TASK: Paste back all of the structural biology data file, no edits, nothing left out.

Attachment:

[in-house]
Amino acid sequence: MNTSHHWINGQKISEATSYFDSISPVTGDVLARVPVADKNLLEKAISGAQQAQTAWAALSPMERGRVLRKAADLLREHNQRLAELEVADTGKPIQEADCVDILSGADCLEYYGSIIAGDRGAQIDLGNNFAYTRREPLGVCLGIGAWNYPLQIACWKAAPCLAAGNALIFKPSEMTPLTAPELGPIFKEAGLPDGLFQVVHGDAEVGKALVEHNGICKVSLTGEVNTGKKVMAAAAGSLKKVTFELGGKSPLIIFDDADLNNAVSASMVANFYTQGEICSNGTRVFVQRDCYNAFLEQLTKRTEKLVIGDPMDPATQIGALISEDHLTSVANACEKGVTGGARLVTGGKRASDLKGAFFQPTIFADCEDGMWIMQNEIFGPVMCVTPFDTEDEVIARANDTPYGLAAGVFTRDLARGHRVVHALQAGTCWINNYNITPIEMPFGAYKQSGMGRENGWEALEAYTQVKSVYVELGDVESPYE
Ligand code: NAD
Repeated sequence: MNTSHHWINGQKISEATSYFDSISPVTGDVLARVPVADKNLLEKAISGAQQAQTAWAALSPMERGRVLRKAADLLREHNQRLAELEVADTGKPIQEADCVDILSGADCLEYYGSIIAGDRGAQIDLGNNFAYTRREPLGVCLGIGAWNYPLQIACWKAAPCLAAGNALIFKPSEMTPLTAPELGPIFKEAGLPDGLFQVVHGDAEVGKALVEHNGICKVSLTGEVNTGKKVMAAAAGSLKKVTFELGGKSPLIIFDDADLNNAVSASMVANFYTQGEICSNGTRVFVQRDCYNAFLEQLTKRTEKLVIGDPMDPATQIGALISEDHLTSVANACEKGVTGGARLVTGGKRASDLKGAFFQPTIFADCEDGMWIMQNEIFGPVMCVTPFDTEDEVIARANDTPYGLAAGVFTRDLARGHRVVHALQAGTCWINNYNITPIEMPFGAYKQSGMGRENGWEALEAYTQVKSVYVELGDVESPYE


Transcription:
[in-house]
Amino acid sequence: MNTSHHWINGQKISEATSYFDSISPVTGDVLARVPVADKNLLEKAISGAQQAQTAWAALSPMERGRVLRKAADLLREHNQRLAELEVADTGKPIQEADCVDILSGADCLEYYGSIIAGDRGAQIDLGNNFAYTRREPLGVCLGIGAWNYPLQIACWKAAPCLAAGNALIFKPSEMTPLTAPELGPIFKEAGLPDGLFQVVHGDAEVGKALVEHNGICKVSLTGEVNTGKKVMAAAAGSLKKVTFELGGKSPLIIFDDADLNNAVSASMVANFYTQGEICSNGTRVFVQRDCYNAFLEQLTKRTEKLVIGDPMDPATQIGALISEDHLTSVANACEKGVTGGARLVTGGKRASDLKGAFFQPTIFADCEDGMWIMQNEIFGPVMCVTPFDTEDEVIARANDTPYGLAAGVFTRDLARGHRVVHALQAGTCWINNYNITPIEMPFGAYKQSGMGRENGWEALEAYTQVKSVYVELGDVESPYE
Ligand code: NAD
Repeated sequence: MNTSHHWINGQKISEATSYFDSISPVTGDVLARVPVADKNLLEKAISGAQQAQTAWAALSPMERGRVLRKAADLLREHNQRLAELEVADTGKPIQEADCVDILSGADCLEYYGSIIAGDRGAQIDLGNNFAYTRREPLGVCLGIGAWNYPLQIACWKAAPCLAAGNALIFKPSEMTPLTAPELGPIFKEAGLPDGLFQVVHGDAEVGKALVEHNGICKVSLTGEVNTGKKVMAAAAGSLKKVTFELGGKSPLIIFDDADLNNAVSASMVANFYTQGEICSNGTRVFVQRDCYNAFLEQLTKRTEKLVIGDPMDPATQIGALISEDHLTSVANACEKGVTGGARLVTGGKRASDLKGAFFQPTIFADCEDGMWIMQNEIFGPVMCVTPFDTEDEVIARANDTPYGLAAGVFTRDLARGHRVVHALQAGTCWINNYNITPIEMPFGAYKQSGMGRENGWEALEAYTQVKSVYVELGDVESPYE